Author Archives: Identity Theory Staff

After This, by Alice McDermott

If you’re Irish, like me, the stories of your family loom large in your mind and weigh heavily on your shoulders. Everyone from grandparents to second cousins and even great aunts and uncles work together to form a personal mythology – a collection of saints and sinners, on two sides of the Atlantic, among whom […]

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A Year of Magical Thinking

Year of Magical Thinking by Joan Didion

“And this one is called The Year of Magical Thinking, by Joan Didion, and it’s about… Well, it’s about death.”

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time keeps on slipping

Once or twice a week my husband makes evening plans with friends. I’m almost always invited and I almost always decline. In fact, I feel a bit guilty because sometimes I actually like it when he’s out of the house in the evening, even though he’s already at work all day. You see, the evenings […]

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"what is the use of a book," thought Alice, "without pictures or conversation?"

For most of the hours I’m awake in a day, I’m reading. But my book reading has been progressing in jumps and spurts, not at all smoothly.The book I turn to on an almost daily basis is called The Girl with The Gallery: Edith Gregor Halpert and the Making of the Modern Art Market by […]

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Fun Home: A Family Tragicomic

My first contribution to the IDT readers’ blog–and it’s a graphic novel! I’m not sure whether that’s auspicious or ominous. Anyway, this is one of the better ones I’ve read this year.I’d been getting a little morose about the state of the graphic novel genre–read enough of them and you can easily find yourself hemmed […]

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The British Camp: An excerpt from Rory Stewart’s The Prince of Marshes

A Prince cannot avoid ingratitude. –Machiavelli, Discourses, Book I, Chapter 29 Pursuant to my authority as Administrator of the Coalition Provisional Authority (CPA), relevant UN Security Council resolutions, including Resolution 1483 (2003), and the laws and usages of war, I hereby promulgate the following: The CPA is vested with all executive, legislative, and judicial authority […]

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A Fox, A Bear, and A River: Summer 2006 Poetry Selections

When summer arrives, living becomes much more simple. Coats, scarves, boots and gloves are discarded for the freedom generated by warmth on bare skin. Children seem instinctively to relish this change of season. As Durenda writes in "Summer Appetite," when we observe youngsters we begin “to understand the sour sweetness of / children sun burnt […]

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School for Bolivian Street Children

My cousin Shannon is doing some real social justice by starting a school for street children in Bolivia this summer. To check out her travels, visit

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The New Civil Service: An excerpt from Rory Stewart’s The Places in Between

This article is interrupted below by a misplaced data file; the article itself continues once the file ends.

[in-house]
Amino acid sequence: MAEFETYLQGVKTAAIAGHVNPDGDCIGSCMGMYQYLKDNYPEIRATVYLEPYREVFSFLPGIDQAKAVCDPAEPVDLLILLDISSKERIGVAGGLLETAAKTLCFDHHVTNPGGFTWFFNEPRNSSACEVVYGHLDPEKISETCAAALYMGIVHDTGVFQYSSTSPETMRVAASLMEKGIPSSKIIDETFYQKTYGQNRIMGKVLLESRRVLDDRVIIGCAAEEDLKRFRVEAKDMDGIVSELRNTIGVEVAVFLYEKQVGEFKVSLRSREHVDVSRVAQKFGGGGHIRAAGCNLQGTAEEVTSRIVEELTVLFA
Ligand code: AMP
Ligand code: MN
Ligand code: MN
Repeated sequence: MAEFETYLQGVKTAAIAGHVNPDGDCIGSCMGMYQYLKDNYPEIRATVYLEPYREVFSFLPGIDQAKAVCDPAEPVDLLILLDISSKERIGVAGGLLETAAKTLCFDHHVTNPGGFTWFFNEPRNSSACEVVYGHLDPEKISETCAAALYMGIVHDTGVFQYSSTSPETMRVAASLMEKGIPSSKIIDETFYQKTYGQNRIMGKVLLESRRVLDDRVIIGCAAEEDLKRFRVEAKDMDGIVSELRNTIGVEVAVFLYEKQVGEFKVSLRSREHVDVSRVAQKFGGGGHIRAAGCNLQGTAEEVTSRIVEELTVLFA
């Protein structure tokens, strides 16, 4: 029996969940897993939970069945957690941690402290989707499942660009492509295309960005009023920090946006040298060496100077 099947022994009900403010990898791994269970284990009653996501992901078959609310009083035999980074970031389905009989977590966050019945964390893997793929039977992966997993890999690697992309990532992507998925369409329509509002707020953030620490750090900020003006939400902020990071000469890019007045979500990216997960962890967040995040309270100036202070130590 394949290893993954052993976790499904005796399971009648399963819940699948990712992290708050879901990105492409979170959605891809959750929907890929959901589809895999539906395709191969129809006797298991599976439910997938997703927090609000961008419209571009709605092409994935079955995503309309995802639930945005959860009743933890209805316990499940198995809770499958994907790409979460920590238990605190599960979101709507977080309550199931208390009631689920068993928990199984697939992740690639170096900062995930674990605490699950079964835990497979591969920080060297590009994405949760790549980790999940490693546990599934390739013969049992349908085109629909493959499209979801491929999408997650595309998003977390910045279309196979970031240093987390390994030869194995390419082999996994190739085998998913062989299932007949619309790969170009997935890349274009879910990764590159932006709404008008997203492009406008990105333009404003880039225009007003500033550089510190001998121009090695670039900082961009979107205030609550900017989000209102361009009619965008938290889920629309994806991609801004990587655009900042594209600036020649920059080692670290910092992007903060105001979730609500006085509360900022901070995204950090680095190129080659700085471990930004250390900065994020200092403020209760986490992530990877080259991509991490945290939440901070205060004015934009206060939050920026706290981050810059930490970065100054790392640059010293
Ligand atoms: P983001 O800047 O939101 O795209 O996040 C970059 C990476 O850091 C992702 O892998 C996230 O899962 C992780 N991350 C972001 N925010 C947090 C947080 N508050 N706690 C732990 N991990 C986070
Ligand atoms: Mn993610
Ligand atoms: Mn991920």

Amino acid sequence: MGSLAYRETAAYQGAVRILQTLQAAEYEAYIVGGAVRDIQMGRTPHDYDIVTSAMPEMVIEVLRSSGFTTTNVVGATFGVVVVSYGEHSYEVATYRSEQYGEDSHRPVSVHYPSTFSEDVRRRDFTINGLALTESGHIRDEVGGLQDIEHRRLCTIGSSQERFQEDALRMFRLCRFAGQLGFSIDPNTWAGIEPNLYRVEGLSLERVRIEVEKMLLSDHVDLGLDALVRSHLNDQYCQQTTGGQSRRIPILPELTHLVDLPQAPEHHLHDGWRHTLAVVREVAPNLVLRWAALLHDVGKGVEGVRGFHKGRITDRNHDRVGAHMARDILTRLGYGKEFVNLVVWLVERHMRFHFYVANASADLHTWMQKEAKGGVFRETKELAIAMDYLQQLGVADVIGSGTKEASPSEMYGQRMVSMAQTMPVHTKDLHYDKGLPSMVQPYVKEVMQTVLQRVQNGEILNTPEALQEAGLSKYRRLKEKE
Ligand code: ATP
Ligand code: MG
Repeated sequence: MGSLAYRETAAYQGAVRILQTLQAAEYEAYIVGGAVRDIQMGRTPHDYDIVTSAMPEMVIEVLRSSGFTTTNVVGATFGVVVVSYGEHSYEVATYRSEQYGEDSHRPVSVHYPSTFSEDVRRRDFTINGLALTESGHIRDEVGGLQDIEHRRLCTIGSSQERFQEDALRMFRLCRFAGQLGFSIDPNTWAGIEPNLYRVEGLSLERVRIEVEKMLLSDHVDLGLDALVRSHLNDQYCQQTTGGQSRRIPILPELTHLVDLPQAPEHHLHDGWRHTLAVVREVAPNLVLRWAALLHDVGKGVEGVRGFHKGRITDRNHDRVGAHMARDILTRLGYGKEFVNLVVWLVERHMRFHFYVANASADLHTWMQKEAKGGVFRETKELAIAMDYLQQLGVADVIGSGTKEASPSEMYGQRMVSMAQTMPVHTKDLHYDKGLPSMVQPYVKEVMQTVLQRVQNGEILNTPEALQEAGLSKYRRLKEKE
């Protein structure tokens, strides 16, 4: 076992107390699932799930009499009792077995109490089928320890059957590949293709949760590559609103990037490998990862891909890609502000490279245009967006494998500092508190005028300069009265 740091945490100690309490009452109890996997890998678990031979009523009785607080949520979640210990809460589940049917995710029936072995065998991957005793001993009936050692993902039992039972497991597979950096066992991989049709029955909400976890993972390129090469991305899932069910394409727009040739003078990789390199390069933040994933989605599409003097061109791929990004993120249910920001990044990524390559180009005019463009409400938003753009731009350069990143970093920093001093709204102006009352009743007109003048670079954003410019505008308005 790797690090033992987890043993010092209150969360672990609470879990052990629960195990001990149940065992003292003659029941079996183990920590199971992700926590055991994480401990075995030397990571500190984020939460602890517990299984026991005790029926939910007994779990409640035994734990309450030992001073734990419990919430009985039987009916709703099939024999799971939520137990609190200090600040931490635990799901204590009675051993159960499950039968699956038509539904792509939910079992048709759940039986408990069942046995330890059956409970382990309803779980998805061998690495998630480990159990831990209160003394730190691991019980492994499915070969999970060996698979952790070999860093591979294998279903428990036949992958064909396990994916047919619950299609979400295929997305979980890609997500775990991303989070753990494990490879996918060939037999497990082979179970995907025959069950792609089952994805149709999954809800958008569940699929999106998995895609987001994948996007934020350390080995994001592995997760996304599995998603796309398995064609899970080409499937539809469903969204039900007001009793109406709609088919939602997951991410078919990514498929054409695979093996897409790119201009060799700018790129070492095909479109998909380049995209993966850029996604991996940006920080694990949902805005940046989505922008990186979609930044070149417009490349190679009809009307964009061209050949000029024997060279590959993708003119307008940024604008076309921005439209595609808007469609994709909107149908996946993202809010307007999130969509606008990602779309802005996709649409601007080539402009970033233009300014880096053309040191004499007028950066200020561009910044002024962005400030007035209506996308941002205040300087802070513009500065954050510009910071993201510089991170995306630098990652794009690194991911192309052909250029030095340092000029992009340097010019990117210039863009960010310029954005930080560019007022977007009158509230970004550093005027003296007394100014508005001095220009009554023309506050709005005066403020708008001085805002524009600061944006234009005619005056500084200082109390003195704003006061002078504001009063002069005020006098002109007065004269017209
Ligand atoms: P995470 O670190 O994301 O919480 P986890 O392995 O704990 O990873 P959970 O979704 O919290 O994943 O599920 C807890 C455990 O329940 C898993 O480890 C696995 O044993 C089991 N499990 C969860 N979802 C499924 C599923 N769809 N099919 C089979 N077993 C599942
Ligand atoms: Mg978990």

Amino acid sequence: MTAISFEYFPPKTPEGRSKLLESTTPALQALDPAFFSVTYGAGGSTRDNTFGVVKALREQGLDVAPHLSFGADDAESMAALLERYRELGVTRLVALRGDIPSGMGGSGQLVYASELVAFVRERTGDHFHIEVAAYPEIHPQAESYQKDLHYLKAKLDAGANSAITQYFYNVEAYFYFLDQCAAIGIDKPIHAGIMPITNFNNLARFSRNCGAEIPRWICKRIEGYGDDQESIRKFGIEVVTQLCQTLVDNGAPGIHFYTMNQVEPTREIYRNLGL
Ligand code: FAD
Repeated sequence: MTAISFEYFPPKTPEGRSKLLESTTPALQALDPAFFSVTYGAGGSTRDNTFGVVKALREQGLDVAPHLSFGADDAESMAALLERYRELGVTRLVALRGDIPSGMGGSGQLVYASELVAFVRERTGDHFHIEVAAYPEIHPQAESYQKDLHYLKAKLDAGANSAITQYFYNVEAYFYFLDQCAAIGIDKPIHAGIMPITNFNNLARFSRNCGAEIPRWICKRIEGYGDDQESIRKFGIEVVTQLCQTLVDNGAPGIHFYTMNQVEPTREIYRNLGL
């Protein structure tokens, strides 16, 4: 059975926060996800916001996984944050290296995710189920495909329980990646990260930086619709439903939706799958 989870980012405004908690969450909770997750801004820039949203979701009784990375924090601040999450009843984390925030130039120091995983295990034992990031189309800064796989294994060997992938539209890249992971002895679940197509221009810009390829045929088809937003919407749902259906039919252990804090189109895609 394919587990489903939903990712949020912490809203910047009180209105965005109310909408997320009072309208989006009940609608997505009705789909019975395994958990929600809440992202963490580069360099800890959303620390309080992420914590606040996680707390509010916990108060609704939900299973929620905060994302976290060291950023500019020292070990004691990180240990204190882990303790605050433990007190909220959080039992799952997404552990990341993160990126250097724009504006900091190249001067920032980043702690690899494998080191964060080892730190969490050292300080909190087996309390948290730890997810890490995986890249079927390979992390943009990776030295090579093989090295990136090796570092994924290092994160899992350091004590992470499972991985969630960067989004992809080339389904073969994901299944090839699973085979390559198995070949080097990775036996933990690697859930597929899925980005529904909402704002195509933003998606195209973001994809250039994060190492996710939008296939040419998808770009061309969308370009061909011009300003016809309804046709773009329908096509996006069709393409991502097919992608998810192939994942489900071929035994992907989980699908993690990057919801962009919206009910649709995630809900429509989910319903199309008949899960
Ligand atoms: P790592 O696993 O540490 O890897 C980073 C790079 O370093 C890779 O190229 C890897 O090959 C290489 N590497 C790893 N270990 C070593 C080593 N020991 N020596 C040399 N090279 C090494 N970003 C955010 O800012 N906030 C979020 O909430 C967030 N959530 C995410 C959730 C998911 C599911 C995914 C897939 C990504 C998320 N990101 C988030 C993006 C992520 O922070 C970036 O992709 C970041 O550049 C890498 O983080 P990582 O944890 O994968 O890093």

I watched two men enter the lobby of the Hotel Mowafaq. Most Afghans seemed to glide up the center of the lobby staircase with their shawls trailing behind them like Venetian cloaks. But these men wore Western jackets, walked quietly, and stayed close to the banister. I felt a hand on my shoulder. It was […]

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The Best Time of Year: Spring 2006 Poetry Selections

Editor’s Choice poem "The Accident" by Abigail George reminds us of the underlying theme concerning the arrival of spring. Her lines offer hope even in the wake of a tragedy trumpeting the death of a young accident victim. "In life — I have discovered The only solution for a broken heart is To fall in […]

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Suzanne Clemens Art Showcase

Empty by Suzanne Clemens

An emotive artist whose work deals mostly with issues of the body, perception, and beauty.

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Poetry Lovers Are Everywhere: Winter 2005-06 Poetry Selections

They may gather in an intimate group of 20 to hear local bards at a small-town library on a sunny Sunday afternoon. Or they may bulge into a sea of 20,000 washing over the biennial Geraldine R. Dodge Poetry Festival in the autumn forests of northern New Jersey. The venue matters little. The poets, regardless […]

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When Words Are More Than Enough: September 2005 Poetry Selections

When things happen with the terrifying displacement and death of a war or natural disaster, we seek answers for our misfortune through spiritual guidance or human logic. We look for some tool that will dig us out from under the terror and help us reconstruct a more familiar and friendly world. Internationally known and award-winning […]

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Word of Mouth: June 2005 Poetry Selections

WORD OF MOUTH A poet I know said he once read an interesting insight about the difference between poetry and prose. His discovery went something like this: There is poetry, and there is prose. Within the genre of prose, there is fiction and nonfiction. In poetry, however, there is neither fiction nor nonfiction. There is […]

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Homeward Bound: March 2005 Poetry Selections

HOMEWARD BOUND In this computer age, reality travels with the speed of light in a newsroom. Everything is illuminated. There are no gray areas — no shadows. An Associated Press advisory and story on the evening of March 22, 2005, left little to the imagination: "Gunman kills grandparents, seven people at his high school in […]

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